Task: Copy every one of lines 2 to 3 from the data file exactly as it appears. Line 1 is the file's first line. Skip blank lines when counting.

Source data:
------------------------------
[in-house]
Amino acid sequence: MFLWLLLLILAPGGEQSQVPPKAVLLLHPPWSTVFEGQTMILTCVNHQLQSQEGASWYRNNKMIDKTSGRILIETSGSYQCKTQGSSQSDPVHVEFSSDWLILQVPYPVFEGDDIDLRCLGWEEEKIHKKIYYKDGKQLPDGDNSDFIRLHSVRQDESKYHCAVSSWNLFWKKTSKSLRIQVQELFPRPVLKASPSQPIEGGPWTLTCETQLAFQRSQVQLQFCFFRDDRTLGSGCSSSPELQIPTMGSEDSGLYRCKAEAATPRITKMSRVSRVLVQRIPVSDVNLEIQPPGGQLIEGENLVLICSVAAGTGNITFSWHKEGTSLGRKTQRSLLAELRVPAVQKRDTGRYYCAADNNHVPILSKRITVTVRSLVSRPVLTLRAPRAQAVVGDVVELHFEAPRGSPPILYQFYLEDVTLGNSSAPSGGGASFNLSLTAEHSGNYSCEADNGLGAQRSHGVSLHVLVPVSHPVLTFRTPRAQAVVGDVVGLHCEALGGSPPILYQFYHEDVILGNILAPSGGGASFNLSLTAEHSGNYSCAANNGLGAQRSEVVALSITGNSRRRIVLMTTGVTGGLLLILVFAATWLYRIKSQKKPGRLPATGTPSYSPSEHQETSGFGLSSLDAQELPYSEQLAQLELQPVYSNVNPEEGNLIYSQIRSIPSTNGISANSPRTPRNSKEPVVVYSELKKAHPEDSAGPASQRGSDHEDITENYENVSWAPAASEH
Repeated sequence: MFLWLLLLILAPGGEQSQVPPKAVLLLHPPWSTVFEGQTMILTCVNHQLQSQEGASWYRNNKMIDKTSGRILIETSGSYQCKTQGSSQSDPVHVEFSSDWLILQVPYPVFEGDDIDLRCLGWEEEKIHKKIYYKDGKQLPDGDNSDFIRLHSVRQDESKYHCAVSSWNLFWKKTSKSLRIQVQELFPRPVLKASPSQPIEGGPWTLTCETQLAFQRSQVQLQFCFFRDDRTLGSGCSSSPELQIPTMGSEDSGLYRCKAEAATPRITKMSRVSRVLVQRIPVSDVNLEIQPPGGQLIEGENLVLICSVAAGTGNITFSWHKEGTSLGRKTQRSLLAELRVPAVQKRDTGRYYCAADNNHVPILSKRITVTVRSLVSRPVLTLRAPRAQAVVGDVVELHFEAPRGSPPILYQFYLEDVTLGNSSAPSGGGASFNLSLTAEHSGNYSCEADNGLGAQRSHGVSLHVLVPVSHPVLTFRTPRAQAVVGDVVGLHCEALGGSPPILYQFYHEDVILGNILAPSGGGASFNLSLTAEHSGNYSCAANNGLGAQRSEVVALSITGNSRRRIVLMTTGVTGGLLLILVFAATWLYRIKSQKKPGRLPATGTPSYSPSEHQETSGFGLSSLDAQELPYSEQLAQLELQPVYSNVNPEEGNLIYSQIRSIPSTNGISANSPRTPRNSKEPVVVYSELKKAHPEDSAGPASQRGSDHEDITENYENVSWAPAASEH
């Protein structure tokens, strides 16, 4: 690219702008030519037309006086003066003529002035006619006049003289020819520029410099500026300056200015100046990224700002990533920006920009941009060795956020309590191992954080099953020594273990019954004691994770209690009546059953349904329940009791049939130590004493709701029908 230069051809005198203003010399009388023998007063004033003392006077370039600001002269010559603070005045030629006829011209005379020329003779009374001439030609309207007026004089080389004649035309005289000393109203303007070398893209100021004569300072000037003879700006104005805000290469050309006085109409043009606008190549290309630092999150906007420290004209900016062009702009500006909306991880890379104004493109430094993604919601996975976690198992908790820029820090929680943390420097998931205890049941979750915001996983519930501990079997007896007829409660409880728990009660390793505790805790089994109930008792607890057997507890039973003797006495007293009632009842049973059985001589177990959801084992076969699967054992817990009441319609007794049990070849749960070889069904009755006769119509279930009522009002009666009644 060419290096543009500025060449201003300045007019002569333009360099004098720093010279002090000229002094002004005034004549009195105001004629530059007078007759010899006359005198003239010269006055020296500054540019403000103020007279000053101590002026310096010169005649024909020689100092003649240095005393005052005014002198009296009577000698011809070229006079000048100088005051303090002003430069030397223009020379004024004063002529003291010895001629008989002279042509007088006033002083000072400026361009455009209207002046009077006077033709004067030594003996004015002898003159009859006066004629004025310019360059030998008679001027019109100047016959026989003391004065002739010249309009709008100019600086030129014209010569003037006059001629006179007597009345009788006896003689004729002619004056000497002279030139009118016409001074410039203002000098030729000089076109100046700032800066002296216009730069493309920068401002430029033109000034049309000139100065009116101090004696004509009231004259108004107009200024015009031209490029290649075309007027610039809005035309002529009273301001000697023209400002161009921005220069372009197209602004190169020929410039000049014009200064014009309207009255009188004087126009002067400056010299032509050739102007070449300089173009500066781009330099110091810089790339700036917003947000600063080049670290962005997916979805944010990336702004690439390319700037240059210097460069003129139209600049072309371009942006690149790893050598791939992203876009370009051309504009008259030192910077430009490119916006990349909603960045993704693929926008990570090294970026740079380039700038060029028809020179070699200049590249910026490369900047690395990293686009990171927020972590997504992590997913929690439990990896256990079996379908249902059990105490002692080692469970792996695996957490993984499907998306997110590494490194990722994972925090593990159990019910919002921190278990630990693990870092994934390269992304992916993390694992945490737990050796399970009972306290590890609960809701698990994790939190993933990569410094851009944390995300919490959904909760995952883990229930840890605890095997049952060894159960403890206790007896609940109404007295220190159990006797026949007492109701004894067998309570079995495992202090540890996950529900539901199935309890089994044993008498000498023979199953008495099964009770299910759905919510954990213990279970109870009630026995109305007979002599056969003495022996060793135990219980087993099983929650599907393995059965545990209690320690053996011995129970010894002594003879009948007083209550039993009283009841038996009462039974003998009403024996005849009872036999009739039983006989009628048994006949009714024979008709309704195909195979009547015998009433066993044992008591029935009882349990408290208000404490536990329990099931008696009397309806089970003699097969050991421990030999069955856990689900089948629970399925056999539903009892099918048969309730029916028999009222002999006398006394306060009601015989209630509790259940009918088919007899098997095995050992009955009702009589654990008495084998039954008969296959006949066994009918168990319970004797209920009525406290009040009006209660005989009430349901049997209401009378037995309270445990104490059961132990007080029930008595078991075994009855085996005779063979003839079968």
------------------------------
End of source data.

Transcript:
Amino acid sequence: MFLWLLLLILAPGGEQSQVPPKAVLLLHPPWSTVFEGQTMILTCVNHQLQSQEGASWYRNNKMIDKTSGRILIETSGSYQCKTQGSSQSDPVHVEFSSDWLILQVPYPVFEGDDIDLRCLGWEEEKIHKKIYYKDGKQLPDGDNSDFIRLHSVRQDESKYHCAVSSWNLFWKKTSKSLRIQVQELFPRPVLKASPSQPIEGGPWTLTCETQLAFQRSQVQLQFCFFRDDRTLGSGCSSSPELQIPTMGSEDSGLYRCKAEAATPRITKMSRVSRVLVQRIPVSDVNLEIQPPGGQLIEGENLVLICSVAAGTGNITFSWHKEGTSLGRKTQRSLLAELRVPAVQKRDTGRYYCAADNNHVPILSKRITVTVRSLVSRPVLTLRAPRAQAVVGDVVELHFEAPRGSPPILYQFYLEDVTLGNSSAPSGGGASFNLSLTAEHSGNYSCEADNGLGAQRSHGVSLHVLVPVSHPVLTFRTPRAQAVVGDVVGLHCEALGGSPPILYQFYHEDVILGNILAPSGGGASFNLSLTAEHSGNYSCAANNGLGAQRSEVVALSITGNSRRRIVLMTTGVTGGLLLILVFAATWLYRIKSQKKPGRLPATGTPSYSPSEHQETSGFGLSSLDAQELPYSEQLAQLELQPVYSNVNPEEGNLIYSQIRSIPSTNGISANSPRTPRNSKEPVVVYSELKKAHPEDSAGPASQRGSDHEDITENYENVSWAPAASEH
Repeated sequence: MFLWLLLLILAPGGEQSQVPPKAVLLLHPPWSTVFEGQTMILTCVNHQLQSQEGASWYRNNKMIDKTSGRILIETSGSYQCKTQGSSQSDPVHVEFSSDWLILQVPYPVFEGDDIDLRCLGWEEEKIHKKIYYKDGKQLPDGDNSDFIRLHSVRQDESKYHCAVSSWNLFWKKTSKSLRIQVQELFPRPVLKASPSQPIEGGPWTLTCETQLAFQRSQVQLQFCFFRDDRTLGSGCSSSPELQIPTMGSEDSGLYRCKAEAATPRITKMSRVSRVLVQRIPVSDVNLEIQPPGGQLIEGENLVLICSVAAGTGNITFSWHKEGTSLGRKTQRSLLAELRVPAVQKRDTGRYYCAADNNHVPILSKRITVTVRSLVSRPVLTLRAPRAQAVVGDVVELHFEAPRGSPPILYQFYLEDVTLGNSSAPSGGGASFNLSLTAEHSGNYSCEADNGLGAQRSHGVSLHVLVPVSHPVLTFRTPRAQAVVGDVVGLHCEALGGSPPILYQFYHEDVILGNILAPSGGGASFNLSLTAEHSGNYSCAANNGLGAQRSEVVALSITGNSRRRIVLMTTGVTGGLLLILVFAATWLYRIKSQKKPGRLPATGTPSYSPSEHQETSGFGLSSLDAQELPYSEQLAQLELQPVYSNVNPEEGNLIYSQIRSIPSTNGISANSPRTPRNSKEPVVVYSELKKAHPEDSAGPASQRGSDHEDITENYENVSWAPAASEH